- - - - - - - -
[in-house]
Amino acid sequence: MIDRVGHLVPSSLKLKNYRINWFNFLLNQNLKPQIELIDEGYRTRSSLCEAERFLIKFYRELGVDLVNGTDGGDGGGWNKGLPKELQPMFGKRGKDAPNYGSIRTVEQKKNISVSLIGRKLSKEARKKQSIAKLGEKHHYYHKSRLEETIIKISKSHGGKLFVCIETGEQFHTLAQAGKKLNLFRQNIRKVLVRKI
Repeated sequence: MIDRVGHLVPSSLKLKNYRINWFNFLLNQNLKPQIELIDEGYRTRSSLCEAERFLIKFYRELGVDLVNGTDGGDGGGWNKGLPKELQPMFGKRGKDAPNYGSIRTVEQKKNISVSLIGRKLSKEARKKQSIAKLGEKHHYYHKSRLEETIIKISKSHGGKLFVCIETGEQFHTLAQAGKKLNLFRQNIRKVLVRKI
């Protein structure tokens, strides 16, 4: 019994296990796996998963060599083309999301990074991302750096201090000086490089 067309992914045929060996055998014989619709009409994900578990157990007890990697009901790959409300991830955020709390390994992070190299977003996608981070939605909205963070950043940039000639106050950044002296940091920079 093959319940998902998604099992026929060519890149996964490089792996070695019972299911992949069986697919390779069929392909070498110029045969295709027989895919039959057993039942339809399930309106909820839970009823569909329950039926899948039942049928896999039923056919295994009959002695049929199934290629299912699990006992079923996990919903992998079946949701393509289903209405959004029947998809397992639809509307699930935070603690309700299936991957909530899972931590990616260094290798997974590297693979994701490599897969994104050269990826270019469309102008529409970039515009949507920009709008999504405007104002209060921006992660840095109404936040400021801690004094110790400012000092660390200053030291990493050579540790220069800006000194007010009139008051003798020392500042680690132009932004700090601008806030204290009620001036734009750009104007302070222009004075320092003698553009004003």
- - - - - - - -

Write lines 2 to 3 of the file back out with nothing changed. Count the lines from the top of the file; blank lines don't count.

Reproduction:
Amino acid sequence: MIDRVGHLVPSSLKLKNYRINWFNFLLNQNLKPQIELIDEGYRTRSSLCEAERFLIKFYRELGVDLVNGTDGGDGGGWNKGLPKELQPMFGKRGKDAPNYGSIRTVEQKKNISVSLIGRKLSKEARKKQSIAKLGEKHHYYHKSRLEETIIKISKSHGGKLFVCIETGEQFHTLAQAGKKLNLFRQNIRKVLVRKI
Repeated sequence: MIDRVGHLVPSSLKLKNYRINWFNFLLNQNLKPQIELIDEGYRTRSSLCEAERFLIKFYRELGVDLVNGTDGGDGGGWNKGLPKELQPMFGKRGKDAPNYGSIRTVEQKKNISVSLIGRKLSKEARKKQSIAKLGEKHHYYHKSRLEETIIKISKSHGGKLFVCIETGEQFHTLAQAGKKLNLFRQNIRKVLVRKI